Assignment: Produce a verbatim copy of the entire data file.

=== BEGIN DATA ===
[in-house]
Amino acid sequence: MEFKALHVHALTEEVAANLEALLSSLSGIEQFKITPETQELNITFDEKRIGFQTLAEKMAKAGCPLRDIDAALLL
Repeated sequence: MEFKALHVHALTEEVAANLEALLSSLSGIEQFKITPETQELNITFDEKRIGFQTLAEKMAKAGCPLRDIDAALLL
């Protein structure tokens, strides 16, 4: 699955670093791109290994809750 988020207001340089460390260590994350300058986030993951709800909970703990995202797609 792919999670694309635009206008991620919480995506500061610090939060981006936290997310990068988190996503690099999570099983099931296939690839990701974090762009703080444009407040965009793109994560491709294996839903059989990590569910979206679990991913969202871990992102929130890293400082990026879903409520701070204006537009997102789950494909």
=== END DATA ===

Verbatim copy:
[in-house]
Amino acid sequence: MEFKALHVHALTEEVAANLEALLSSLSGIEQFKITPETQELNITFDEKRIGFQTLAEKMAKAGCPLRDIDAALLL
Repeated sequence: MEFKALHVHALTEEVAANLEALLSSLSGIEQFKITPETQELNITFDEKRIGFQTLAEKMAKAGCPLRDIDAALLL
């Protein structure tokens, strides 16, 4: 699955670093791109290994809750 988020207001340089460390260590994350300058986030993951709800909970703990995202797609 792919999670694309635009206008991620919480995506500061610090939060981006936290997310990068988190996503690099999570099983099931296939690839990701974090762009703080444009407040965009793109994560491709294996839903059989990590569910979206679990991913969202871990992102929130890293400082990026879903409520701070204006537009997102789950494909």